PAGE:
And so, if the Party is ultimately going to play its role in helping our class to move toward what is sometimes called the maximum program — socialist revolution — it will be necessary for us to be very conscious, very meticulous and serious in how we go about it.
There are sections of the world capitalist class that are more aware than even the most militant sections of the working-class movement of the reality that this capitalist crisis is no “garden variety” crisis; but rather something infinitely more profound than all previous crises and more importantly, a crisis from which there is no way out.
This is no small matter because our class and its organizations cannot fight that which it does not fully understand. It goes without saying that we communists must assist the working class and the oppressed in defending all the gains, be they significant or meager gains, that are under relentless attack. However, let there be no illusions — the epochal class struggle that is in the making on a global level will not be resolved on the basis of concessions or reforms, or a return to some semblance of “capitalist stability.” Those days are over.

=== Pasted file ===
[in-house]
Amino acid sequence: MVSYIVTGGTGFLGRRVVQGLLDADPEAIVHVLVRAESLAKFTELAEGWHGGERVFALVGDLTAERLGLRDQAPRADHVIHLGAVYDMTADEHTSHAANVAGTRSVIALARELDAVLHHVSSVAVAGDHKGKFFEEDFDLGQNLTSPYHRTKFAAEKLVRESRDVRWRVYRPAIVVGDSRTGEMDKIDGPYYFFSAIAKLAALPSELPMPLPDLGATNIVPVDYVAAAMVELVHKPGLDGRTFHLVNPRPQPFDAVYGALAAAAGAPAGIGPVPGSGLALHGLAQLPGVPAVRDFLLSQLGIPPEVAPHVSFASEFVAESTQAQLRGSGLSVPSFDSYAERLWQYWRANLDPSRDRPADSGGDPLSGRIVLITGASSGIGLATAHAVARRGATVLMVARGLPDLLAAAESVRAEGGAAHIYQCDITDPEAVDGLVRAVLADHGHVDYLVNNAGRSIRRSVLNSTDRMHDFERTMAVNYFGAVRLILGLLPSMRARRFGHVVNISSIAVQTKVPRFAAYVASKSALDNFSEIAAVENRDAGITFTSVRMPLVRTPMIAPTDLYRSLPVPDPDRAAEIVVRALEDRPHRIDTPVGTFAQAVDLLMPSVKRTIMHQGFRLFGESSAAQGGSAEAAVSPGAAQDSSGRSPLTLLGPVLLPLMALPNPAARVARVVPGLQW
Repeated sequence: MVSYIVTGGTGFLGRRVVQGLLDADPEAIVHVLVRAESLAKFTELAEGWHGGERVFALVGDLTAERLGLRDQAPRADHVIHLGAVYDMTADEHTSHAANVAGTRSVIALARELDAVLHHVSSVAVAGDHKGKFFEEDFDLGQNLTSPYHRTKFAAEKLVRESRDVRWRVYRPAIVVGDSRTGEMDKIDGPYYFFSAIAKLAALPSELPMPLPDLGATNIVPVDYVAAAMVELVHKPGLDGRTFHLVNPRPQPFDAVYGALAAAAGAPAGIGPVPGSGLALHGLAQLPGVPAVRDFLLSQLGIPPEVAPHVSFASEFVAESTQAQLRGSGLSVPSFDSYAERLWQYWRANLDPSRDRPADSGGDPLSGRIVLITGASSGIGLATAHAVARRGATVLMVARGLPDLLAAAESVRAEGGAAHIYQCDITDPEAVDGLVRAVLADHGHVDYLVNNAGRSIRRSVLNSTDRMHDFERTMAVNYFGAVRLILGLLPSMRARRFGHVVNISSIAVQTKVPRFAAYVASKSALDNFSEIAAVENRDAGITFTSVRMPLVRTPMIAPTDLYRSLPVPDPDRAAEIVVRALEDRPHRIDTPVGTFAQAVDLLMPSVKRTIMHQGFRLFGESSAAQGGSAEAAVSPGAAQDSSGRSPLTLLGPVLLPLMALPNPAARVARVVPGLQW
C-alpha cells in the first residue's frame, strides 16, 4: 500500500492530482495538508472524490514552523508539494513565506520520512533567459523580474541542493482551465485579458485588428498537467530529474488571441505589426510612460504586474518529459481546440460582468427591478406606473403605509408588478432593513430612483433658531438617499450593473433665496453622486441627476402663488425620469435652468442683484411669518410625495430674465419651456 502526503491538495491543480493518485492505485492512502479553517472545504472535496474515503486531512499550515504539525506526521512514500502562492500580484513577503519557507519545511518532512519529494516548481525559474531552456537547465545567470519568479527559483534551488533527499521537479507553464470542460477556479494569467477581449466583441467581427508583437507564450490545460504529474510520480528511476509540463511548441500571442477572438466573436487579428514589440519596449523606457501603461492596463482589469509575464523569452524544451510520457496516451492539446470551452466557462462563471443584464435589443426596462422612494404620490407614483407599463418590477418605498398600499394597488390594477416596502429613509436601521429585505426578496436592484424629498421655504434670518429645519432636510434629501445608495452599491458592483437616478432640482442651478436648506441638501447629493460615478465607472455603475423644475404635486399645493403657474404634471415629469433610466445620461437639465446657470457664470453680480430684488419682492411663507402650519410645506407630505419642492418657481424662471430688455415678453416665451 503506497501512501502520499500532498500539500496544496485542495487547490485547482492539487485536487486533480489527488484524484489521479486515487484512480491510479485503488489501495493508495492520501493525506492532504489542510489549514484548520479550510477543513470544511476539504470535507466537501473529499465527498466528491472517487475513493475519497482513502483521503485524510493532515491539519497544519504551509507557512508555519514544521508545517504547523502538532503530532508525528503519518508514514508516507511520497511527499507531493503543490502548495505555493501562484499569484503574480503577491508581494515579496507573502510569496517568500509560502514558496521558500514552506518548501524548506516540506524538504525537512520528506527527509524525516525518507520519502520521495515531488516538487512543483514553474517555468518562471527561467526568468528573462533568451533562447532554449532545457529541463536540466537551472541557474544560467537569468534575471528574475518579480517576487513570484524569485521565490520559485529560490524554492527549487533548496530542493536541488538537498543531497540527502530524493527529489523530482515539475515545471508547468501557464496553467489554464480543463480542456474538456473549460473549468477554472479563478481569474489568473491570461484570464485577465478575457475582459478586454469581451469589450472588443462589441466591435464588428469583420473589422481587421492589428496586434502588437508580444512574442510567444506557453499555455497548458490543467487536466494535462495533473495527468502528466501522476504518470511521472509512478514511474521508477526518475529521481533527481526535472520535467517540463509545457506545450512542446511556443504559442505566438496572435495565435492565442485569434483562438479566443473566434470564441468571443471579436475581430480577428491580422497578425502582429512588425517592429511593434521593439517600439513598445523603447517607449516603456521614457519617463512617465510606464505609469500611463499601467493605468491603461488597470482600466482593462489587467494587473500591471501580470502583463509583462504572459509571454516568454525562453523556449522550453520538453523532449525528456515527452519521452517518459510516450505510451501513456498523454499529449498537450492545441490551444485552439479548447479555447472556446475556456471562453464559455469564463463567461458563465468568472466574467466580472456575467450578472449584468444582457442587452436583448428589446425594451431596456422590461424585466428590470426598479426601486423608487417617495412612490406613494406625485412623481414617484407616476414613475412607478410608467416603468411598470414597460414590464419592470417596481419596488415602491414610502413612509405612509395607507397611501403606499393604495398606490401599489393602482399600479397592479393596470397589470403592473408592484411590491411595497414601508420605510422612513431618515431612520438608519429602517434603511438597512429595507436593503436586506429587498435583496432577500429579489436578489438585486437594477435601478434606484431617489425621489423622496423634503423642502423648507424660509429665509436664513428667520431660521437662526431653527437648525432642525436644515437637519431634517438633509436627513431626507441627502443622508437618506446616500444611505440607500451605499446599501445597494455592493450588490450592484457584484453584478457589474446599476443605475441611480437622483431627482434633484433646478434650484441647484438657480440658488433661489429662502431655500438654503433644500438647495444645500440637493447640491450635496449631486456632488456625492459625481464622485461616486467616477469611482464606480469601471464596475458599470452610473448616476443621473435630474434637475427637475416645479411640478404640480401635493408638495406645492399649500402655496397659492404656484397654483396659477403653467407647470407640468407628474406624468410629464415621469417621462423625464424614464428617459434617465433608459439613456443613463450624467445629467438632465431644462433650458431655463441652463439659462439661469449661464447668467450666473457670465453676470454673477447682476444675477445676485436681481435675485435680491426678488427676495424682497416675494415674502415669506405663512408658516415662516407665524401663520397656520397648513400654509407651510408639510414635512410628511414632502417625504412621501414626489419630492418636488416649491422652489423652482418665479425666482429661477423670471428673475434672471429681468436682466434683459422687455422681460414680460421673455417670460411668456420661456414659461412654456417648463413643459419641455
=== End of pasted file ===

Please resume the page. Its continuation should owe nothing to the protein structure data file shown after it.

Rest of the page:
It is important, henceforth, for us to see the possibility of socialist revolution — no not tomorrow — but neither as merely some idea that has no relevance to the class struggle today. To truly understand how unprecedented and irreversible the present world capitalist crisis is, is to understand that the question of the need for world socialist revolution is not something that can be postponed.
Whatever other work the Party undertakes in the day-to-day class struggle, we will not be of help to our class and only cause more confusion, if we fail to illuminate the road to the socialist revolution.
Holmes sees Occupy Wall Street as an a re-energization of the revolutionary movement – young people not jaded by the sordid past failures of socialism, leading the way into a new and final revolutionary upsurge. Holmes admits that revolutionaries of his generation need to catch the new red tide or be left behind.